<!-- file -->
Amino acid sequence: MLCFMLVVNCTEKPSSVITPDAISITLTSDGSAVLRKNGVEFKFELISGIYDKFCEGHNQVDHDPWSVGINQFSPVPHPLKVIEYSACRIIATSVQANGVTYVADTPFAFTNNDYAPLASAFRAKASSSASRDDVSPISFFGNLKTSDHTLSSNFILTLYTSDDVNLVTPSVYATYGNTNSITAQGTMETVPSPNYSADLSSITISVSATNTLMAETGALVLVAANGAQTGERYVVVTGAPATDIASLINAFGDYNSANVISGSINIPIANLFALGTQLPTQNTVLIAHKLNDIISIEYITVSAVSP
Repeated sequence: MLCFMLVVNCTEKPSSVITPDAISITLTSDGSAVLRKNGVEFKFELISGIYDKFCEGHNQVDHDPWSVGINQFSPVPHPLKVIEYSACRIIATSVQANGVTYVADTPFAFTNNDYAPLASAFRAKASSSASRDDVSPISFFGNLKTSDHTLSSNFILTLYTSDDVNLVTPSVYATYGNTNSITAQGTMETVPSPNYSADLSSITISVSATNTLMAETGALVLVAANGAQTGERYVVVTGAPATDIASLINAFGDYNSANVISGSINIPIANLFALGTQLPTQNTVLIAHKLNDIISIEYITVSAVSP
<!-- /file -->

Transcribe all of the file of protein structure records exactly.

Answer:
Amino acid sequence: MLCFMLVVNCTEKPSSVITPDAISITLTSDGSAVLRKNGVEFKFELISGIYDKFCEGHNQVDHDPWSVGINQFSPVPHPLKVIEYSACRIIATSVQANGVTYVADTPFAFTNNDYAPLASAFRAKASSSASRDDVSPISFFGNLKTSDHTLSSNFILTLYTSDDVNLVTPSVYATYGNTNSITAQGTMETVPSPNYSADLSSITISVSATNTLMAETGALVLVAANGAQTGERYVVVTGAPATDIASLINAFGDYNSANVISGSINIPIANLFALGTQLPTQNTVLIAHKLNDIISIEYITVSAVSP
Repeated sequence: MLCFMLVVNCTEKPSSVITPDAISITLTSDGSAVLRKNGVEFKFELISGIYDKFCEGHNQVDHDPWSVGINQFSPVPHPLKVIEYSACRIIATSVQANGVTYVADTPFAFTNNDYAPLASAFRAKASSSASRDDVSPISFFGNLKTSDHTLSSNFILTLYTSDDVNLVTPSVYATYGNTNSITAQGTMETVPSPNYSADLSSITISVSATNTLMAETGALVLVAANGAQTGERYVVVTGAPATDIASLINAFGDYNSANVISGSINIPIANLFALGTQLPTQNTVLIAHKLNDIISIEYITVSAVSP